Investor Profile

Looking for the exit: Oregon battles overweight allocations to illiquids

Oregon Investment Council, which oversees $140 billion of investments including the $97 billion Oregon Public Employees Retirement Fund, OPERF, currently has 55 per cent of its assets in private markets, well above its target allocation of 40 per cent. The overweight to illiquid investments that can take years to sell is a growing source of consternation for chief investment officer, Rex Kim.

“We have much less liquidity in our portfolio now,” says Kim in an interview from the fund’s Tigard investment headquarters.

Oregon is not alone. According to analysis from CEM Benchmarking, average LP allocations across private equity, infrastructure, and real estate were at or above target allocations as of the beginning of the year. Meanwhile a lack of exits and rebounding valuations have driven net asset values (NAVs) higher. Analysis from McKinsey and global private markets firm StepStone Group suggests that an overallocation of just one percentage point can reduce planned commitments by as much as 10 to 12 percent per year for five years or more.

One way the Oregon team are approaching the problem is by reducing risk in the liquid portfolio. Comprising fixed income, public equity, and hedge funds, it is supposed to be split 55:45 between stocks and bonds respectively. Today it is tilted 40:60 in favour of bonds.

“We have decided that the mix of this piece of the portfolio needs to be less risky. We look at the risk level of the liquid portion of the portfolio relative to how much weight to illiquids we have, and we want this part of the portfolio to be less risky so it has lower drawdown potential and enables us to pull funding from it overtime.”

To illustrate the problem Kim turns to the real estate portfolio where Oregon has a 12.5 per cent strategic allocation which is currently overweight at 14 per cent. He says the market is struggling to find the right pricing thanks to a vicious circle of lacklustre transactions and little price discovery that means Oregon is struggling to value the assets it is sitting on.

Oregon accesses real estate via separate accounts so has a direct look into the assets. As well as meeting external managers more frequently, portfolio managers now visit the assets to try and get a sense of where the market is.

“We’d like to bring the allocation to real estate down and we will reduce it once there is more price discovery. My hunch is there is more downward pressure on prices to come,” Kim says.

“Many of our peers are facing an overweight in private markets,” he continues. “Our investment managers are aware of the problem, and everyone in the ecosystem is trying to appropriately manage it. From our perspective, it will take numerous years to reset, and that’s ok.”

Still, the large allocation to private markets is knocking on to other corners of the portfolio too. For example, the team, consultants, and board are keen to build out private credit but Kim is minded to wait, describing increasing the allocation to private credit when the fund is already pretty illiquid as a “balancing act.”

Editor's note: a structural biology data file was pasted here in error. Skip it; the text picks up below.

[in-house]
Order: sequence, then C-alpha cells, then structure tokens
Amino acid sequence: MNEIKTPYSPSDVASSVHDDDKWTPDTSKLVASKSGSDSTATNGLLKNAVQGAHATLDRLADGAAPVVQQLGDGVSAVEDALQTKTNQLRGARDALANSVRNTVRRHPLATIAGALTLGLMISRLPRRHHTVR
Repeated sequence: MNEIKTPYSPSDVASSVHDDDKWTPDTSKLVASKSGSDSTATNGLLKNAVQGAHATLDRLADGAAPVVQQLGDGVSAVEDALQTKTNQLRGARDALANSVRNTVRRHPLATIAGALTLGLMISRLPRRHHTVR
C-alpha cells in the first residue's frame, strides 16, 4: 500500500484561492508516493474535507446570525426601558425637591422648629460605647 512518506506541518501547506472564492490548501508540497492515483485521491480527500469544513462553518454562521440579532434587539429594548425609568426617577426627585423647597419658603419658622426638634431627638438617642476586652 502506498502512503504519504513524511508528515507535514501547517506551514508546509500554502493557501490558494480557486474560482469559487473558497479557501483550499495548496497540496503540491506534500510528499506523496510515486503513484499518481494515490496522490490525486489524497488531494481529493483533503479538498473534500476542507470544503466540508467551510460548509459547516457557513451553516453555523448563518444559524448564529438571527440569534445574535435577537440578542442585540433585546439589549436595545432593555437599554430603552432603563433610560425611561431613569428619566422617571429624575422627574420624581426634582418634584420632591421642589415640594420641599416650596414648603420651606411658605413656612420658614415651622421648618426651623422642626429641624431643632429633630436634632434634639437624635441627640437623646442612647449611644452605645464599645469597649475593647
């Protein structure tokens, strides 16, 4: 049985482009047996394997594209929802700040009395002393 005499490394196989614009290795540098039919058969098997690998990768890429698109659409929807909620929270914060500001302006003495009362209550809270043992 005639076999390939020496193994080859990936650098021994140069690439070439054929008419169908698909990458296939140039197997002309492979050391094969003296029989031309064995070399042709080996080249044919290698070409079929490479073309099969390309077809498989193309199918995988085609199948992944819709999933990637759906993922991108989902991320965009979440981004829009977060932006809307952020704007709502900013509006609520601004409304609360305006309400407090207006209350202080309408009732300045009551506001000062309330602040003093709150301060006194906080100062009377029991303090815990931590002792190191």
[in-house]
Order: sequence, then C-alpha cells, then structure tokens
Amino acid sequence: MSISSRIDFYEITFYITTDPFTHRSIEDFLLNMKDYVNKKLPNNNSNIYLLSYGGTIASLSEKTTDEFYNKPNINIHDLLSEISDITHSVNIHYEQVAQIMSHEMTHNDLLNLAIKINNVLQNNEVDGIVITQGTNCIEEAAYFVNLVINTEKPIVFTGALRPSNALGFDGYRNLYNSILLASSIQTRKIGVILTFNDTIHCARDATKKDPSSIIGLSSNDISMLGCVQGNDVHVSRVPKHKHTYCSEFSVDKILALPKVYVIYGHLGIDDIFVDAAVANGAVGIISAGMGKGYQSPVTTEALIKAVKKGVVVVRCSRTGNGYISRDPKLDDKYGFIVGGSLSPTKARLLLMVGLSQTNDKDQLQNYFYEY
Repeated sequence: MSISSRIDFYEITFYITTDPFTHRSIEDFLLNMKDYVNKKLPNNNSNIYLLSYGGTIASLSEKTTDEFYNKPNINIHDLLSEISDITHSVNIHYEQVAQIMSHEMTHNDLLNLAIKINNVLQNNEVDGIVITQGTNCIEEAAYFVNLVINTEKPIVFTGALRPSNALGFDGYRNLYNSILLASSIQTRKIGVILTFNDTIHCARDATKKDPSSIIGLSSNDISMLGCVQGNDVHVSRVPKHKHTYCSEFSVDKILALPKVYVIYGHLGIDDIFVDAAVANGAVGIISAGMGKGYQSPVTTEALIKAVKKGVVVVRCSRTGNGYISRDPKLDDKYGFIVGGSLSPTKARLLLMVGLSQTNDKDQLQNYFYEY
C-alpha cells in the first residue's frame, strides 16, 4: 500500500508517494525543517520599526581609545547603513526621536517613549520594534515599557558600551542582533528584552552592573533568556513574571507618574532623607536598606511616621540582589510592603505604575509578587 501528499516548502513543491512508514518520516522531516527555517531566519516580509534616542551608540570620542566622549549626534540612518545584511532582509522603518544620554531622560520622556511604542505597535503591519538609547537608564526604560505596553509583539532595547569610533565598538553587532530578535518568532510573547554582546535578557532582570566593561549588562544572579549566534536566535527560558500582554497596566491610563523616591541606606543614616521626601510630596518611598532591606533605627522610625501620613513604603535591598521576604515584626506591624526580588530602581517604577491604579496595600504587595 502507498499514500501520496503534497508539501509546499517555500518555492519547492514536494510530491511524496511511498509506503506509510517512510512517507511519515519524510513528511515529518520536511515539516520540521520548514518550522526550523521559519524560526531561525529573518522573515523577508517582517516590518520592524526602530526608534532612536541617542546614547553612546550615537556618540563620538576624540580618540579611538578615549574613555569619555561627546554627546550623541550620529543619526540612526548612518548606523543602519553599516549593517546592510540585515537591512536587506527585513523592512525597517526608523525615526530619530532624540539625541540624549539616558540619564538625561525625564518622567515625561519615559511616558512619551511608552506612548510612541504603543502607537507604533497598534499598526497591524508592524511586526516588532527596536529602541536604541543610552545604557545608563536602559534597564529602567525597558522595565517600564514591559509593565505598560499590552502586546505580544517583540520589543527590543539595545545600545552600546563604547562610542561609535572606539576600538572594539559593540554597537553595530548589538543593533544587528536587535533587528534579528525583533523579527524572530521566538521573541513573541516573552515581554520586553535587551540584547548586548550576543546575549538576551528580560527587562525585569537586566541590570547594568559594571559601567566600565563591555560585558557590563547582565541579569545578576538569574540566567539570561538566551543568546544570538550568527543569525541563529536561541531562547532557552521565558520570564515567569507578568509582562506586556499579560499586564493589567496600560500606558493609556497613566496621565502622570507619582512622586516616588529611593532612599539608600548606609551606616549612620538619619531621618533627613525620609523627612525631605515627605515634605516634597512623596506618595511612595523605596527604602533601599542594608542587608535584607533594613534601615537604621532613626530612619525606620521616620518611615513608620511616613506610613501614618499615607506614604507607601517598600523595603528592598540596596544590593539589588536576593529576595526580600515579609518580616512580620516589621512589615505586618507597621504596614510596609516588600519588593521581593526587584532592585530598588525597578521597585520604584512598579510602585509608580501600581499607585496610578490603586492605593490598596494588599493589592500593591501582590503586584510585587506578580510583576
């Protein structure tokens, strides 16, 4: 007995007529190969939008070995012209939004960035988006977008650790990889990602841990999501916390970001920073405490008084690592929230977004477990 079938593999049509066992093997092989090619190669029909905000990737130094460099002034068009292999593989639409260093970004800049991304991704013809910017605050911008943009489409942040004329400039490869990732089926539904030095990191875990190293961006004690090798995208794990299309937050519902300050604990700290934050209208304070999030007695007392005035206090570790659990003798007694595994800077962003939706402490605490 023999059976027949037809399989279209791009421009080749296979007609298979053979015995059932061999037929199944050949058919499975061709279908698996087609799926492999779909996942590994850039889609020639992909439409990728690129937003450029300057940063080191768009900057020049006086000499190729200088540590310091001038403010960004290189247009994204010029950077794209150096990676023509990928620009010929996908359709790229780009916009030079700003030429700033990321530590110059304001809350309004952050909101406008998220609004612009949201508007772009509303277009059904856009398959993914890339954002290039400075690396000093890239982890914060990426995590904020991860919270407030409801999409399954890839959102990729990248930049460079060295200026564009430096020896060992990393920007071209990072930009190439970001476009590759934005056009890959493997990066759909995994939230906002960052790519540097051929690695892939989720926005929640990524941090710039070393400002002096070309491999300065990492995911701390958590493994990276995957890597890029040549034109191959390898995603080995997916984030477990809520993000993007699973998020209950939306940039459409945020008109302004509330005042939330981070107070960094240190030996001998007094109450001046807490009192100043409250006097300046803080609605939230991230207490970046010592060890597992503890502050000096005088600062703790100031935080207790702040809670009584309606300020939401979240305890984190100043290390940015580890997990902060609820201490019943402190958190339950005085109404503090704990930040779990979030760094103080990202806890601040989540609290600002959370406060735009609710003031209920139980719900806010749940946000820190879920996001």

For now, the allocation to private credit sits in Oregon’s 0-5 per cent (currently 2.5 per cent) allocation to opportunities, that also serves as a store of dry powder. If the team find an investment that doesn’t fit into the strategic asset allocation, they can invest via the opportunity fund which is also used to incubate ideas – the  allocation to hedge funds, infrastructure, natural resources and bank loans all began life in the opportunities portfolio.

“Long term it’s likely we’ll have a strategic allocation to private credit, but I’d like to see how it behaves in a fuller market cycle and softer market environment. I’d like to see more stress, and see how managers handle that stress,” he says.

The over allocation to illiquids is also hindering his ability to explore new manager relationships. Over the years, Oregon has pared down its number of manager relationships in private equity to a roster of around 35 of the highest conviction names. Now Kim would like to expand the number of relationships. “We do generally think that our manager line up is on the smaller side,” he says. “We want to be somewhere in the 40s.”

In a recent Annual Review of private equity, the private markets team told the investment council that OPERF’s large program is skewed to allocating to larger funds – yet smaller private equity funds have significantly outperformed.

New manager relationships would reflect the evolution of private equity, he continues. The portfolio has steadily evolved since Oregon’s first foray into the asset class, a direct investment in a chain of local grocery stores.

“We still see these types of transactions, but they are not for us. We don’t do direct investments anymore and our portfolio is very tech and consumer heavy,” he says.

Kim says offloading private equity in the secondaries market is difficult. Oregon does transact private equity in the secondaries market, but the volume of transactions the investor requires can only really happen through exits. And he acknowledges this will take a long time.

“It all goes back to price discovery,” he concludes. “With higher interest rates, buyers are wondering at what level to buy assets. It does feel like the bid ask spread is wider than normal.”

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